Currently I use "composite.softLight", but it happens also with normalMapWith1PointLight, overaly and few others I checked.

 

The larger image is meant to cover the entire screen while the smaller one is where the user activity happens, so yes.

The frames themselves are not the same size - meaning frame 1 is not the same size as frame 2. But frame 1 in image 1 is the same size as frame 1 on image 2 as they are meant to overlay each other. However, frame 1 coordinates on image 1 are offset by certain x and y values to allow it to overlay exactly frame 1 on image 2, so the coordinates are different (which is probably the root of the issue).



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#9

StarCrunch

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To make it even trickier, the coordinates will be normalized to the range [0, 1] by the time they get used!

 

I'm... not entirely sure which option you were confirming with your "yes".  :)

 

Actually, the "larger image" is just throwing me a bit. Is the whole picture already down, but made up of tiles, and individual tiles just get "lit up" or something along those lines?

 

I asked about the effect since if it's a simple enough one it could just be rewritten to deal with the situation (anything like normal maps where you assign a table to a property is still using undocumented features, unfortunately). It looks like a lot of the formulae, or at least something like them, are publicly available, e.g. here.



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#10

rune7

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No, its not a tile map. Its a simple overlay of two images, simply one of them is smaller than the other.



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#11

StarCrunch

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Okay, I'm just having a hard time trying to reconcile "The larger image is meant to cover the entire screen" with "But frame 1 in image 1 is the same size as frame 1 on image 2 as they are meant to overlay each other."

 

If you could provide a mock-up image or something that spells it all out, that would be awesome.  :)

 

Actually, would it be possible to get a little code snippet? (If you don't want to give out your assets you could just put smiley faces or whatever on them, so long as the texture coordinates pointed at something meaningful.)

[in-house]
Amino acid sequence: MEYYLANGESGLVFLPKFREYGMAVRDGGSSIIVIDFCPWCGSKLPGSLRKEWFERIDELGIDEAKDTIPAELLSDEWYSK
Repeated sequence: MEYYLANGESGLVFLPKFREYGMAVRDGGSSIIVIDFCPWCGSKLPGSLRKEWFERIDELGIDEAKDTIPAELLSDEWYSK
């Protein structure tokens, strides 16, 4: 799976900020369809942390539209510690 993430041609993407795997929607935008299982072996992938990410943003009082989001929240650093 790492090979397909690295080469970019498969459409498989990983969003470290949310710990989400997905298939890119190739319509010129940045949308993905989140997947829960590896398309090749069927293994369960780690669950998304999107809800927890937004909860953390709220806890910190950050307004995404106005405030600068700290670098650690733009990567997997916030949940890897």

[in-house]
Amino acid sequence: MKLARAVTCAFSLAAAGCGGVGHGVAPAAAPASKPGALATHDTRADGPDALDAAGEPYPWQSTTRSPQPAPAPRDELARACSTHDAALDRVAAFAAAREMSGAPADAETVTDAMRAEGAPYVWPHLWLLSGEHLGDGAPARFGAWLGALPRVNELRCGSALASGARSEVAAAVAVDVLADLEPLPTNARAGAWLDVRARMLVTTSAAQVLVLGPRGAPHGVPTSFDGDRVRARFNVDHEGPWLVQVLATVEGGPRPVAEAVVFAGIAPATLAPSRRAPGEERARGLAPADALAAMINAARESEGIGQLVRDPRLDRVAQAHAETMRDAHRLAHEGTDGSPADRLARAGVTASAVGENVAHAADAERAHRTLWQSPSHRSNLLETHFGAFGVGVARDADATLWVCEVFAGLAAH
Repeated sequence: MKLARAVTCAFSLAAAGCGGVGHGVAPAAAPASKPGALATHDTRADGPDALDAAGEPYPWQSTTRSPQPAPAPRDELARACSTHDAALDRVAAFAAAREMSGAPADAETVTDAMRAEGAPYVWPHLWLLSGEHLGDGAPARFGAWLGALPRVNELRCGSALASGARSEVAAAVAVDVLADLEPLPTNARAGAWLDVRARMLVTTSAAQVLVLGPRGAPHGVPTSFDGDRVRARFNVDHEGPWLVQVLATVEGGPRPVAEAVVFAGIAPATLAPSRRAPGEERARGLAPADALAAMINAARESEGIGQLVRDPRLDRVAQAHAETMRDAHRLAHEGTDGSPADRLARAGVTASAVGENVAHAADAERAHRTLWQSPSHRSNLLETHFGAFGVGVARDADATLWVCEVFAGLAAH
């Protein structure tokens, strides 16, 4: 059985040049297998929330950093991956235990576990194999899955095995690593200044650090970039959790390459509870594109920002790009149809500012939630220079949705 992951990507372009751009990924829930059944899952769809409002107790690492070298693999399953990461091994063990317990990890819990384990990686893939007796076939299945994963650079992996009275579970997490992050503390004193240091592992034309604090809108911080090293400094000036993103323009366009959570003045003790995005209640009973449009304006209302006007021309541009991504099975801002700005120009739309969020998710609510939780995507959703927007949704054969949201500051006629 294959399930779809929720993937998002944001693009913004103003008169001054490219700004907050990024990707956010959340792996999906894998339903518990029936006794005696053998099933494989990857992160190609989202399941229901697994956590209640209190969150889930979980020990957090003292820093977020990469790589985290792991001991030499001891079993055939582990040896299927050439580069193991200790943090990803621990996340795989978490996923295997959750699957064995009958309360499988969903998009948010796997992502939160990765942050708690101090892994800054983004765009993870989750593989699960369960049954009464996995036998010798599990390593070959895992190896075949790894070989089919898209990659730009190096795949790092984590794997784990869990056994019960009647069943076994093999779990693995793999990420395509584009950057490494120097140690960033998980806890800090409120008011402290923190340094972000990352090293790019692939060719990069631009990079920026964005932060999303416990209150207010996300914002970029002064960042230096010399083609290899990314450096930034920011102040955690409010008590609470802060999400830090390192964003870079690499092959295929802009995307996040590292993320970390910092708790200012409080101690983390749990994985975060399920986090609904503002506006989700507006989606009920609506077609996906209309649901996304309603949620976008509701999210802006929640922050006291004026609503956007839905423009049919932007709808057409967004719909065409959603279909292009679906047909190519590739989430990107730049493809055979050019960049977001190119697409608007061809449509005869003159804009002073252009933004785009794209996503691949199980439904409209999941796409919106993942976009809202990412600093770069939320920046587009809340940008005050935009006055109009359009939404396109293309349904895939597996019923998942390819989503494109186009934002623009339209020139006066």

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#12

rune7

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Quite simple actually but I can't upload image from the PC here.



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#13

jack95

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Whip up a test app, screenshot, upload to imgur, post a link?



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#14

rune7

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all that to show an image? i'm sure we could have used some better editing tool here instead..



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#15

StarCrunch

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I've sometimes had to mess with the image link (I think Dropbox required something like "&web=1" at the end, for instance).

 

Anyhow, I'll lay out what I had in mind. Maybe you can come up with something from there.

 

First off, all but one of the built-in composite effects use fewer than four parameters, and even that one wouldn't be hard to adjust:

 

Composite Effects

 

So an equivalent effect should be able to add a couple more without a problem.

 

Then, you'd have (most of) your custom effect:

local kernel = { category = "filter", name = "my_custom_effect" }
 
kernel.vertexData = {
  {
    name = "alpha", -- as per most of the composite effects
    default = 1, min = 0, max = 1,
    index = 0
  },
  {
    name = "u", -- a texture coordinate...
    default = 0, min = 0, max = 1,
    index = 1
  },
  {
    name = "v", -- ...the other one
    default = 0, min = 0, max = 1,